Build quality wise, the keyboard deck does suffer quite a bit of flex. It’s fine, as long as you don’t press too hard when you’re typing, or bang on it after losing a game.
The keyboard also has a dedicated NitroSense key. I find that really convenient because the one-click gesture immediately brings up the software for me to change settings. Acer’s TrueHarmony software is also built right into NitroSense, which comes in handy. TrueHarmony is also able to switch profiles automatically depending on the audio content you’re listening to, from games to music, movies to vocals.
As for the trackpad, it has a nice red accent surrounding it which looks nice. Navigation on it is smooth, so there’s no complaints there.
The connectivity ports are sufficient. With most of the USB Type-A ports being on the left side of the laptop, your hands would be free from cable mess. To further add to cable management, the power port is positioned on the back of the laptop, which I’m a big fan of. This frees up the clutter you’d have when using the laptop at home. But if you have multiple external devices and want to connect an external display, it’d be best if you move away from the laptop a little.
As for the webcam, the quality is surprisingly decent from a 720p camera. So it’d be great for video calls or conferencing. However, it doesn’t have a built-in webcam shutter, so for those of you who are a little paranoid, you can stick something over it.
The Acer Nitro 5 is a great laptop to work or game with. Because of its performance and 144Hz refresh rate, everything runs really smoothly. Apps and games launch fast, even web surfing feels a lot smoother too.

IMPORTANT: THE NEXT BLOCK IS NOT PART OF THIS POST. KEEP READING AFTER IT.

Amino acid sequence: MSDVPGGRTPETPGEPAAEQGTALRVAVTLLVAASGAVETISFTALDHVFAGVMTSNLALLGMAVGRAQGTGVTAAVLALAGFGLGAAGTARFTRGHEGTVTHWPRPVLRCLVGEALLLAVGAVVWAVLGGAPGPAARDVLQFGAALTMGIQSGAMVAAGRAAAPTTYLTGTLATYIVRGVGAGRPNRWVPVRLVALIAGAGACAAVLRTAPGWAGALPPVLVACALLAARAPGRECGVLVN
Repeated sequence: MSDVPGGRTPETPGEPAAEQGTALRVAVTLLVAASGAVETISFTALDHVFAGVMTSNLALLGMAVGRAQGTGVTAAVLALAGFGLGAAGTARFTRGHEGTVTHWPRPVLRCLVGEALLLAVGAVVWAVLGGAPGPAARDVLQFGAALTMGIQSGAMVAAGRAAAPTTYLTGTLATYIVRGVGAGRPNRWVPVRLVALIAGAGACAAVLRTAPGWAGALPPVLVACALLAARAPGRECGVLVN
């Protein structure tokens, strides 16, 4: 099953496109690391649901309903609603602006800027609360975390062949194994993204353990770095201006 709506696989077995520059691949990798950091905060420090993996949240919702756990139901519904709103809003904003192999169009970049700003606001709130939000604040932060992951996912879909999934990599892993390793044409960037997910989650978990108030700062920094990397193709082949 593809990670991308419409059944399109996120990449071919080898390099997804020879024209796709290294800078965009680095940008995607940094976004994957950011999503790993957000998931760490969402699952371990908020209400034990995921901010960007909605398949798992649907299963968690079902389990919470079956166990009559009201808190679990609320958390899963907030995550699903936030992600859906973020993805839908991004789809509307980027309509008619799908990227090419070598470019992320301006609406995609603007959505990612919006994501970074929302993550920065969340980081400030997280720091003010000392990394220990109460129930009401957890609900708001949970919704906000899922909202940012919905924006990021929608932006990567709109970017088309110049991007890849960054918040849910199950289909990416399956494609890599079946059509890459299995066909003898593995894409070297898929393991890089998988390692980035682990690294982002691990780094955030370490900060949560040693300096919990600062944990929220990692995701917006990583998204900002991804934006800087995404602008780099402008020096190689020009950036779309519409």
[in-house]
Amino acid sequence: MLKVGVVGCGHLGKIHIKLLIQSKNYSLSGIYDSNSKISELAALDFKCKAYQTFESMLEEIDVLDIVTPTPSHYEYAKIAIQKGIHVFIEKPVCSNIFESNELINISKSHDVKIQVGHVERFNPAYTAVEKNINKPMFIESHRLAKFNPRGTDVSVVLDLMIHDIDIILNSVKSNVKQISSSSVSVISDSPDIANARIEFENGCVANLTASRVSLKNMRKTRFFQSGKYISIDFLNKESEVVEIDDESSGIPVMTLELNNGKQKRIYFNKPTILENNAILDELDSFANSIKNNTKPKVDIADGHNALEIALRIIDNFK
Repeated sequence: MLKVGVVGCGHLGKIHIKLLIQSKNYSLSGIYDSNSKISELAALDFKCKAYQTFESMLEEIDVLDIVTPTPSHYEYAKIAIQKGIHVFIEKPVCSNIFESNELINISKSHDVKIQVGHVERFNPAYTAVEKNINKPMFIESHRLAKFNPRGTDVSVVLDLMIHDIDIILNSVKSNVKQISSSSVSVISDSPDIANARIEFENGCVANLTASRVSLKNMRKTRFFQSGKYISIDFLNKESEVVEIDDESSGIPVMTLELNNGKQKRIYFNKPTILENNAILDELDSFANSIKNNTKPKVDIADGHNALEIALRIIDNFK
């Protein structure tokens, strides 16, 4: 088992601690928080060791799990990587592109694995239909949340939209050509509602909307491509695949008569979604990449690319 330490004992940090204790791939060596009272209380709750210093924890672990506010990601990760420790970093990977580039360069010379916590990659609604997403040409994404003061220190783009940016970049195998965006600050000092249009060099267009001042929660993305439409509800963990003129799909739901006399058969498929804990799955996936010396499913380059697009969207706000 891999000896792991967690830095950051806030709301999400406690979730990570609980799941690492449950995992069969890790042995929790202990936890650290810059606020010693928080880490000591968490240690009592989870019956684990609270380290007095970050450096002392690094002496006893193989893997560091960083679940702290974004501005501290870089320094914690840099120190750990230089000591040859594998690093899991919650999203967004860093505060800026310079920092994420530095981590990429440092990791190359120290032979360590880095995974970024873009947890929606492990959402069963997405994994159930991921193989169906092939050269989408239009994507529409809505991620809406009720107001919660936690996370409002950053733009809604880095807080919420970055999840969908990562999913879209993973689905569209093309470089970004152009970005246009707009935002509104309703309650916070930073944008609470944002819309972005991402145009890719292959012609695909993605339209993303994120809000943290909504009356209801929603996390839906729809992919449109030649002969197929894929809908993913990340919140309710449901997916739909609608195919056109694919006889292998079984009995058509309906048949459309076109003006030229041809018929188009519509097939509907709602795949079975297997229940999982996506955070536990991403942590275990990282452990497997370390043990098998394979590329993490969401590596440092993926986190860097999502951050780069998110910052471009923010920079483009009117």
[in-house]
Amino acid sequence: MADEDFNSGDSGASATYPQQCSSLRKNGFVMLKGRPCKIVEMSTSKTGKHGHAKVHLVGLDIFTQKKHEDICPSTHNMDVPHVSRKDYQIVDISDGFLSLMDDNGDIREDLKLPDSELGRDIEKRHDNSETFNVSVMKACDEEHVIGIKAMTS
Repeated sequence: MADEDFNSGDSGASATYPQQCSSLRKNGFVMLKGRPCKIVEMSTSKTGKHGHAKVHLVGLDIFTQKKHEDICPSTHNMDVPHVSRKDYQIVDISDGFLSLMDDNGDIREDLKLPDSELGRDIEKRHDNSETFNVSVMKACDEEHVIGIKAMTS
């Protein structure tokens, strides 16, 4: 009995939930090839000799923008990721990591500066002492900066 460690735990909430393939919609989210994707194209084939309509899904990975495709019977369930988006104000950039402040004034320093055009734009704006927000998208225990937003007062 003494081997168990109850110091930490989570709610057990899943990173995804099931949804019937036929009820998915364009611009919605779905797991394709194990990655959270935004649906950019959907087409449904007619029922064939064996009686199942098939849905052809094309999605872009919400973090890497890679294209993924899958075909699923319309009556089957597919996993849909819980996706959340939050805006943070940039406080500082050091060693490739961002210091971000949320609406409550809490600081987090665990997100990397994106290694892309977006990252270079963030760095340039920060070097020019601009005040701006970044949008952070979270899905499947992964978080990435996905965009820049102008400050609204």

Being a gaming laptop at heart, the Acer Nitro 5 doesn’t disappoint when it comes to games. There’s minimal screen tearing, and the visuals look really good as well. Even under heavy load from gaming, the fans stay rather quiet.
Here are some of the synthetic benchmarks we ran on the Acer Nitro 5:
The Acer Nitro 5’s speakers does have stereo sound effects, but it’s really lackluster compared to other laptops I’ve reviewed. With the amount of internal space the laptop has, you’d think the audio quality would be better by having larger audio drivers.
But unfortunately, the speakers only excelled with dialogue in the highs. When it comes to EDM or dance music in general, it’s as if the songs have no bass to drop.
There’s a 57Whr Lithium battery within the Acer Nitro 5, which we hoped could’ve been bigger. The company promised that the battery could last up to 9 hours, but during our test of daily usage, we could only get 5 hours from it max. If you were to game on it on battery, do expect a performance drop and battery life of about 1 hour tops. Charging the laptop from zero to full takes about 2 hours 10 minutes.
The Acer Nitro 5 has a total of three storage slots, with the primary one taken up by the pre-configured 512GB NVMe SSD. This means that you can add more storages in the future, and even set them up in RAID 0 configuration.
The Acer Nitro 5 is a formidable contender when it comes to budget gaming laptop options. It packs the latest hardware offering decent performance, and superb upgradeability for future proofing. Of course, there is still room to improve especially with the build quality in certain parts of the laptop. But, you still cannot deny it’s the inside that counts. With all that hardware prowess encased within a subtly aggressive chassis, Acer’s asking price of RM4,899 is definitely well justified.